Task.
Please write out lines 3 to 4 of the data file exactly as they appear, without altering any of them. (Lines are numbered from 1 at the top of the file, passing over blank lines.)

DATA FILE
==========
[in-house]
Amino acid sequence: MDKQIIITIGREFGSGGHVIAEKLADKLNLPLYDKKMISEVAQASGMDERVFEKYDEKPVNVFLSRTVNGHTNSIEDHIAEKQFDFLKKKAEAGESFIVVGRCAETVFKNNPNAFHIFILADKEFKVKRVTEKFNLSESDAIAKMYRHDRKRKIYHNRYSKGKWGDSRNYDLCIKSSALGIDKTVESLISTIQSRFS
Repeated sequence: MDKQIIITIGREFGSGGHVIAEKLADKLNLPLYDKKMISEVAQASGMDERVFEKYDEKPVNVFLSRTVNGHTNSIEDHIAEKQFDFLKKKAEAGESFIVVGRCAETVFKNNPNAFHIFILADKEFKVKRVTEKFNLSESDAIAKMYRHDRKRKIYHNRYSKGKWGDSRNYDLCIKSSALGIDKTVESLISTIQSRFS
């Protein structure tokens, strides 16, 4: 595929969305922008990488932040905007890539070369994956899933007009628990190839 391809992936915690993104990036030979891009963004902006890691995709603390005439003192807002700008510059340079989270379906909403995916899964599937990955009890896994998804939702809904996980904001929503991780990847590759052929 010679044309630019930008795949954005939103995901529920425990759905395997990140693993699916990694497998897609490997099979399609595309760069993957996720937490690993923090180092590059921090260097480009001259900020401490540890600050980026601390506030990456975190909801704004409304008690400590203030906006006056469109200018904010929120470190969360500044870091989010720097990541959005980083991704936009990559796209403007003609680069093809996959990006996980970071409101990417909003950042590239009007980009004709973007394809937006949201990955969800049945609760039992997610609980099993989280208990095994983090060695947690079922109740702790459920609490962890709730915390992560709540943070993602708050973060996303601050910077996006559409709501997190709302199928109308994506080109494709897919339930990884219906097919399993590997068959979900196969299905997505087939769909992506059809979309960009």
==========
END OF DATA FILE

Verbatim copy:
Repeated sequence: MDKQIIITIGREFGSGGHVIAEKLADKLNLPLYDKKMISEVAQASGMDERVFEKYDEKPVNVFLSRTVNGHTNSIEDHIAEKQFDFLKKKAEAGESFIVVGRCAETVFKNNPNAFHIFILADKEFKVKRVTEKFNLSESDAIAKMYRHDRKRKIYHNRYSKGKWGDSRNYDLCIKSSALGIDKTVESLISTIQSRFS
């Protein structure tokens, strides 16, 4: 595929969305922008990488932040905007890539070369994956899933007009628990190839 391809992936915690993104990036030979891009963004902006890691995709603390005439003192807002700008510059340079989270379906909403995916899964599937990955009890896994998804939702809904996980904001929503991780990847590759052929 010679044309630019930008795949954005939103995901529920425990759905395997990140693993699916990694497998897609490997099979399609595309760069993957996720937490690993923090180092590059921090260097480009001259900020401490540890600050980026601390506030990456975190909801704004409304008690400590203030906006006056469109200018904010929120470190969360500044870091989010720097990541959005980083991704936009990559796209403007003609680069093809996959990006996980970071409101990417909003950042590239009007980009004709973007394809937006949201990955969800049945609760039992997610609980099993989280208990095994983090060695947690079922109740702790459920609490962890709730915390992560709540943070993602708050973060996303601050910077996006559409709501997190709302199928109308994506080109494709897919339930990884219906097919399993590997068959979900196969299905997505087939769909992506059809979309960009």